When I was in my last semester of college, my brother-in-law set me up with an interview to intern at a Boston marketing firm. It was 2009, one of the worst years to graduate from college in recent history, and I had zero job offers from 50+ applications. I had a great GPA, a decent resume, and an oversized ego I had no business flaunting.
The office was hip, the work was probably cool, but I was stupid in that I thought I was smarter than the person that interviewed me. Even if I was better at math or politics or problem-solving, she had a job and real experience; I didn't even have a diploma yet. I may have known my way around the classroom, but I certainly didn't know my way around the job market. Case in point: I failed to send a follow up "thank you" email, the primary reason I was not hired, as I learned later from my brother-in-law.
I was embarrassed and pissed off, and I (hopefully) never made that mistake again. A resume is a piece of paper a hiring manager looks at for 10 seconds. Having a great internship or a diploma from a prestigious school may get you in the door, but a passionate cover letter, "thank you" email, or interview means a lot more. From the other side of the hiring table, I've seen the majority of people expect their resume to do all the selling. It doesn't work that way. The harsh truth is that college degrees are commonplace. There are still more job applicants than jobs. And you are not a unique butterfly; leave your entitlement at the door. Companies do not exist so that you can pursue your dream job (unless you build your own company). You need to convince them that you should be hired as an employee to bring value to them. Of course, you should get something out of the deal too... a salary, benefits, on-the-job-training, and/or career acceleration -- whatever you're looking for.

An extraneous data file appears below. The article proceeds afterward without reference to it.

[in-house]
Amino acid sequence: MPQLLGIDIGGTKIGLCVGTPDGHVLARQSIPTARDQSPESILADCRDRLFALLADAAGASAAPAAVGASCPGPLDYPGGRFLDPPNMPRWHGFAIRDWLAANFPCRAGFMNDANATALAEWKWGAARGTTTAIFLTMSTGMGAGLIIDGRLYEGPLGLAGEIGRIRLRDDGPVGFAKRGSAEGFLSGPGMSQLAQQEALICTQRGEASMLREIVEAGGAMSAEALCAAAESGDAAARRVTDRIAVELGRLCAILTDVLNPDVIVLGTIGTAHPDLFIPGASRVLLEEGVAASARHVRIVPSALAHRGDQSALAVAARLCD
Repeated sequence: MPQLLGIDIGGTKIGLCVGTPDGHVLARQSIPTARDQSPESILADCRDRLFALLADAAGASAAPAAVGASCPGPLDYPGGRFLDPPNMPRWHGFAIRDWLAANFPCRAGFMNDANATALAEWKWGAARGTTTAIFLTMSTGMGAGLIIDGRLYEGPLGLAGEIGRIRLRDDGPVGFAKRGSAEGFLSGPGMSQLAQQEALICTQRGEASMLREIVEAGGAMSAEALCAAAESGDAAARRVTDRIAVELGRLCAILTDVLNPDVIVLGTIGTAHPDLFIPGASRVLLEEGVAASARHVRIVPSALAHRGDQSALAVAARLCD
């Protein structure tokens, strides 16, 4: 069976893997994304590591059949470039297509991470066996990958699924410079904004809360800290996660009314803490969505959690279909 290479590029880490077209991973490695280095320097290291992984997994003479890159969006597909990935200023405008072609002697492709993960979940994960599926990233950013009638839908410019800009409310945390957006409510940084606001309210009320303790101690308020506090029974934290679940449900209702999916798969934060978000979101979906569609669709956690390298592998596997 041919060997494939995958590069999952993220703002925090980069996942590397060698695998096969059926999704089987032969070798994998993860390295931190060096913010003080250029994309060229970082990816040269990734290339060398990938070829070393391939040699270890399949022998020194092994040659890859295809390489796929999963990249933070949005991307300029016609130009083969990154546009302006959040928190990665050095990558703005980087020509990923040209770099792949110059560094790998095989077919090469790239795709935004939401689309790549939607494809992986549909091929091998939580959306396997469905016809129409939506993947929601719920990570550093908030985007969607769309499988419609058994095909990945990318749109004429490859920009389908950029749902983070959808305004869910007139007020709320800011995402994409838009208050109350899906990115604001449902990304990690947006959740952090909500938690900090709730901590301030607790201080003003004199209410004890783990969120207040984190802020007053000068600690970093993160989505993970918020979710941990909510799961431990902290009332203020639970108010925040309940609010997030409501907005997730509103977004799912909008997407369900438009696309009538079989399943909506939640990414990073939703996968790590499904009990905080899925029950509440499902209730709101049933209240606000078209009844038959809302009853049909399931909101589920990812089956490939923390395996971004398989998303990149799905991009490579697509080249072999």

Finding a job isn't easy, but if I could boil it down to a few suggestions, here they are:
1.) Do your homework. Demonstrate that you researched both the company and even the people who are interviewing you.
2.) Make your application specific. If it never mentions the specific company or is too fill in the blank, it's clear you didn't invest any time or effort and therefore don't really want this job.
3.) Show you're self aware. Not everyone is an extrovert (I'm certainly not). That's ok. Own it, compensate as best you can, and move on to your strengths.
4.) Send a "thank you." Believe it or not, this sets you apart from almost everyone else who has interviewed.